Lecture 25: VSEPR Reading: Zumdahl 13.13 Outline –Concept behind VSEPR –Molecular geometries.

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Lecture 25: VSEPR Reading: Zumdahl 13.13 Outline –Concept behind VSEPR –Molecular geometries

VSEPR Background Recall from last lecture that we had two types of electron pairs: bonding pairs and lone pairs The Lewis Dot Structure approach provided some insight into molecular structure in terms of bonding (which atoms connected to which, number of bonds), but what about the 3-d shapes, geometry? Valence Shell Electron Pair Repulsion (VSEPR): the3-D structure is determined by minimizing repulsion of electron pairs.

Example: CH 4 (bonding pairs only, no lone pairs) Key: Must consider both bonding and lone pairs in minimizing electron repulsion. Lewis Structure VSEPR Structure

Example: NH 3 (both bonding and lone pairs). Lewis Structure VSEPR Structure Molecular Shape

VSEPR Applications The previous examples illustrate the stratgey for applying VSEPR to predict molecular structure: 1. Construct the Lewis Dot Structure 2. Arrange the bonding and lone electron pairs in space such that repulsions are minimized.

Some useful shorthand notation: * Refer to central atom as “A” * Attached atoms are labelled “X” * Lone pairs are labelled “E” Examples: H 2 O: AX 2 E 2 CH 4 : AX 4 BF 3 : AX 3 PCl 5 : AX 5 NH 3 : AX 3 E ClF 3 : AX 3 E 2

Case: Linear Structure (AX 2 ): angle between bonds is 180° Example: BeF 2 180°

Case: Trigonal Planar Structure (AX 3 ): The angle between bonds is 120° Example: BF 3 120°

Case: Pyramidal (AX 3 E): Bond angles are <120° structure is nonplanar due to repulsion of lone-pair. Example: NH 3 107° VSEPR Structure Molecular shape Lewis

Case: Tetrahedral (AX 4 ): the angle between bonds is ~109.5° Example: CH 4 109.5°

Note: for ‘Tetrahedral’, the actual angle may vary slightly from 109.5°, due to size differences between bonding and lone pair electron densities bonding pair: more elongated, less repulsive lone pair: puffier, more repulsive

Example of distorted tetrahedron: water (AX 2 E 2 ): the angle is reduced to 104.5° by repulsion of the lone pairs “bent” VSEPR structure Molecular shape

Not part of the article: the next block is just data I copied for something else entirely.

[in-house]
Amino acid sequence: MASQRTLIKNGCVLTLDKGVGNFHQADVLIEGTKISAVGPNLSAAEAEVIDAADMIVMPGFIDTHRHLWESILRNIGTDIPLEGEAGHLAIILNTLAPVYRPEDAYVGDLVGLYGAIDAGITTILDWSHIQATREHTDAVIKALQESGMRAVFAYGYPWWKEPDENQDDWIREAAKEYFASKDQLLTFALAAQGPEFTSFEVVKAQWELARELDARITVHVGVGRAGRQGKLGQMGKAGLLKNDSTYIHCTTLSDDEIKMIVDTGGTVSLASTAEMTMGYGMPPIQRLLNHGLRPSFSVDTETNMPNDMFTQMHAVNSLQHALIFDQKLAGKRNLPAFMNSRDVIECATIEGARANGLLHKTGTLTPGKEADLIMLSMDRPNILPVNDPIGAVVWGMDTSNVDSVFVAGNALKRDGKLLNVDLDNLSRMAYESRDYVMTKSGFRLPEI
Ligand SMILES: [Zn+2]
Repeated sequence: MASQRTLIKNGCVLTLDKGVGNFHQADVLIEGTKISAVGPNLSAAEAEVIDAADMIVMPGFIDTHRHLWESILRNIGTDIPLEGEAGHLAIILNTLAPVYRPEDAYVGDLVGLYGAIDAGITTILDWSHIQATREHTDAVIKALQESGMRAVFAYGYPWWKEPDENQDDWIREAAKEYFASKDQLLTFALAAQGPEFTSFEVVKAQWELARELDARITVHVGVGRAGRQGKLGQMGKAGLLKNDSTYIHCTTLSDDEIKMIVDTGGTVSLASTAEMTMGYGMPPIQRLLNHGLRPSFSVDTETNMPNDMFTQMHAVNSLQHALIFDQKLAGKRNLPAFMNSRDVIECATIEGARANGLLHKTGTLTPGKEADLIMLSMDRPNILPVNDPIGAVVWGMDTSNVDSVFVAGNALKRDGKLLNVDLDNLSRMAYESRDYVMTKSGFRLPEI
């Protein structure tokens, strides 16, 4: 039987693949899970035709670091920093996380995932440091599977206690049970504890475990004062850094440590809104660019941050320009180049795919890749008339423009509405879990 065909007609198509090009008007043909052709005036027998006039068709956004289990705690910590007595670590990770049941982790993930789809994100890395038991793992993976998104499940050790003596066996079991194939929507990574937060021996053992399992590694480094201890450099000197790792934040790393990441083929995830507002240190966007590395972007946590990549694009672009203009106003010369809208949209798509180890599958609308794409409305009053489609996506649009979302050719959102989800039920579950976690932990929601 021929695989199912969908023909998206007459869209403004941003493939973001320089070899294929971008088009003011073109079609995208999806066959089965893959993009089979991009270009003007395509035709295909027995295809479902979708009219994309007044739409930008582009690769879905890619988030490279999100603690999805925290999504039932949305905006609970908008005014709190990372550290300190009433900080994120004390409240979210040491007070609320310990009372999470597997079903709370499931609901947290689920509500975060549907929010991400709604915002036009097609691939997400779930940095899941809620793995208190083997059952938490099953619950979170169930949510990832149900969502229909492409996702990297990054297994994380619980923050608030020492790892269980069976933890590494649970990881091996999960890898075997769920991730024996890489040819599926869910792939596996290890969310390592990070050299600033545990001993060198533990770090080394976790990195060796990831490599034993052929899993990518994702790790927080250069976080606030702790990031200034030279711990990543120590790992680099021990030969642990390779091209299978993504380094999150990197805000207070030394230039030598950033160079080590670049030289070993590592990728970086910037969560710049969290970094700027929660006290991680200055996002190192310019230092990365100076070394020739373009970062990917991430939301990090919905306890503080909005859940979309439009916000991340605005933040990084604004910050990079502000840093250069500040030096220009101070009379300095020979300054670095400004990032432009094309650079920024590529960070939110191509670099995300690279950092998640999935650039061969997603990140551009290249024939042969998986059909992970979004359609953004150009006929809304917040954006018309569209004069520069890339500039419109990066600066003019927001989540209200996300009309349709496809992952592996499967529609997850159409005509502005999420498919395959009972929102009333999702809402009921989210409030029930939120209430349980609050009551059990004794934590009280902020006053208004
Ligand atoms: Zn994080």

Compare: CH 4 (AX 4 ) NH 3 (AX 3 E) H 2 O (AX 2 E 2 ) Lone pairs: none one two

Question? What is the approximate bond angle in SO 2 ? A. 90° B. 180° C. 120° D. 109.5°

Case: Trigonal Bipyramidal (AX 5 ): non-equivalent bond positions: three in-plane (equatorial, 120°), and two at 90° to plane (axial) Example, PCl 5 90° 120°

Octahedral (AX 6 ): all angles are 90°. Example SF 6 90° Lewis VSEPR

Special cases: See-Saw and Square Planar AX 4 E: ‘See Saw’AX 4 E 2 : ‘Square Planar’ 180°<120° 90° Note: error

Square Planar is more stable, and non-polar, since the lone pairs can get farther apart Square Planar: not polar, due to symmetry Obs: no dipole moment! (Would be polar) Q? Which of these two possible arrangements is preferred?

Driving force for last structure was to maximize the angular separation of the lone pairs. Same effect occurs in I 3 - (AX 2 E 3 ): Most stable Less stable(stronger lone pair repulsion)

What is the orientation of the ClF bonds in ClF 3 (28 e - )? ABC AX 3 E 2 Always put the lone pairs in the equatorial plane

Must look at VSEPR structures for all resonance species to predict molecular properties. Example: O 3 (AX 2 E) 0 +1 0 +1 Dipole moment? Yes! bent VSEPR and Resonance Structures

Give the Lewis dot and VSEPR structures for CF 2 Cl 2. Does it have a dipole moment? (Yes) 32 e - Tetrahedral (AX 4 )

What is the expected shape of ICl 2 + ? A. linear B. bent C. tetrahedral D. square planar AX 2 E 2